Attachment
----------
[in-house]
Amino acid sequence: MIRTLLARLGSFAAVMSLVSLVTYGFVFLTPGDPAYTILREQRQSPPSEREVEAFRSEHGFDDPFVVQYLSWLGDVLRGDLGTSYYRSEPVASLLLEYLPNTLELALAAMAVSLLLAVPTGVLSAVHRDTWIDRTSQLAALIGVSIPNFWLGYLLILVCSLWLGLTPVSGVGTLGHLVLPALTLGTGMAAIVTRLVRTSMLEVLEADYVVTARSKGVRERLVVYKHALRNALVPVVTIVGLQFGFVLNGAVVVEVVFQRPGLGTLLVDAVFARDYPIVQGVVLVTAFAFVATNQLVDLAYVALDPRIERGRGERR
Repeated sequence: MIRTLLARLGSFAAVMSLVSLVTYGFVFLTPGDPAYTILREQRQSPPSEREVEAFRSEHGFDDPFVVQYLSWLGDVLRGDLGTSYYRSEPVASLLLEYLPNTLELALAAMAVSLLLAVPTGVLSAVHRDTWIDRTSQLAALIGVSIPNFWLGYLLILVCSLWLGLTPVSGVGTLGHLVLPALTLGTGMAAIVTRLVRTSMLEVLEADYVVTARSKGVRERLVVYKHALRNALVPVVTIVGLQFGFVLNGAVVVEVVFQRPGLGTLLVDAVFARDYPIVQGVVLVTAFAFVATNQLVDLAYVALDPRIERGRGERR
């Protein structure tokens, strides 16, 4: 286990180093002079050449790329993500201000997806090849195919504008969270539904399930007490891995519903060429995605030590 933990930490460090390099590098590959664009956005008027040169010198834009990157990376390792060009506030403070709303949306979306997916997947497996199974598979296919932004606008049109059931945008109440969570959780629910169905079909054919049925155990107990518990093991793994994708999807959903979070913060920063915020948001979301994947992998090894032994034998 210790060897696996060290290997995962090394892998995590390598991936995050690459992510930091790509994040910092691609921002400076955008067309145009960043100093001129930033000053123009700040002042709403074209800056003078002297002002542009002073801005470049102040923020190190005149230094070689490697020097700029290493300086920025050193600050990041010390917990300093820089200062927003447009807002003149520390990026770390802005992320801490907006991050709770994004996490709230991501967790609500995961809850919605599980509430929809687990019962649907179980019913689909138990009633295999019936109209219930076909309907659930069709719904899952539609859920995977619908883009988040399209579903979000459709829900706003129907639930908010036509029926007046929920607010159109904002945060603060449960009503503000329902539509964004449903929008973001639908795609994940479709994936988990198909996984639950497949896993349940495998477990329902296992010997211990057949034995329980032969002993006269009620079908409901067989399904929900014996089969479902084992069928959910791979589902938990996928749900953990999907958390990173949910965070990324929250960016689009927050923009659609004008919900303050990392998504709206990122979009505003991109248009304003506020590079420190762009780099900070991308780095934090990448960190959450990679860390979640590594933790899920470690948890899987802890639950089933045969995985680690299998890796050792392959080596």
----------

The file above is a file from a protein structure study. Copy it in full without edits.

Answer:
[in-house]
Amino acid sequence: MIRTLLARLGSFAAVMSLVSLVTYGFVFLTPGDPAYTILREQRQSPPSEREVEAFRSEHGFDDPFVVQYLSWLGDVLRGDLGTSYYRSEPVASLLLEYLPNTLELALAAMAVSLLLAVPTGVLSAVHRDTWIDRTSQLAALIGVSIPNFWLGYLLILVCSLWLGLTPVSGVGTLGHLVLPALTLGTGMAAIVTRLVRTSMLEVLEADYVVTARSKGVRERLVVYKHALRNALVPVVTIVGLQFGFVLNGAVVVEVVFQRPGLGTLLVDAVFARDYPIVQGVVLVTAFAFVATNQLVDLAYVALDPRIERGRGERR
Repeated sequence: MIRTLLARLGSFAAVMSLVSLVTYGFVFLTPGDPAYTILREQRQSPPSEREVEAFRSEHGFDDPFVVQYLSWLGDVLRGDLGTSYYRSEPVASLLLEYLPNTLELALAAMAVSLLLAVPTGVLSAVHRDTWIDRTSQLAALIGVSIPNFWLGYLLILVCSLWLGLTPVSGVGTLGHLVLPALTLGTGMAAIVTRLVRTSMLEVLEADYVVTARSKGVRERLVVYKHALRNALVPVVTIVGLQFGFVLNGAVVVEVVFQRPGLGTLLVDAVFARDYPIVQGVVLVTAFAFVATNQLVDLAYVALDPRIERGRGERR
């Protein structure tokens, strides 16, 4: 286990180093002079050449790329993500201000997806090849195919504008969270539904399930007490891995519903060429995605030590 933990930490460090390099590098590959664009956005008027040169010198834009990157990376390792060009506030403070709303949306979306997916997947497996199974598979296919932004606008049109059931945008109440969570959780629910169905079909054919049925155990107990518990093991793994994708999807959903979070913060920063915020948001979301994947992998090894032994034998 210790060897696996060290290997995962090394892998995590390598991936995050690459992510930091790509994040910092691609921002400076955008067309145009960043100093001129930033000053123009700040002042709403074209800056003078002297002002542009002073801005470049102040923020190190005149230094070689490697020097700029290493300086920025050193600050990041010390917990300093820089200062927003447009807002003149520390990026770390802005992320801490907006991050709770994004996490709230991501967790609500995961809850919605599980509430929809687990019962649907179980019913689909138990009633295999019936109209219930076909309907659930069709719904899952539609859920995977619908883009988040399209579903979000459709829900706003129907639930908010036509029926007046929920607010159109904002945060603060449960009503503000329902539509964004449903929008973001639908795609994940479709994936988990198909996984639950497949896993349940495998477990329902296992010997211990057949034995329980032969002993006269009620079908409901067989399904929900014996089969479902084992069928959910791979589902938990996928749900953990999907958390990173949910965070990324929250960016689009927050923009659609004008919900303050990392998504709206990122979009505003991109248009304003506020590079420190762009780099900070991308780095934090990448960190959450990679860390979640590594933790899920470690948890899987802890639950089933045969995985680690299998890796050792392959080596």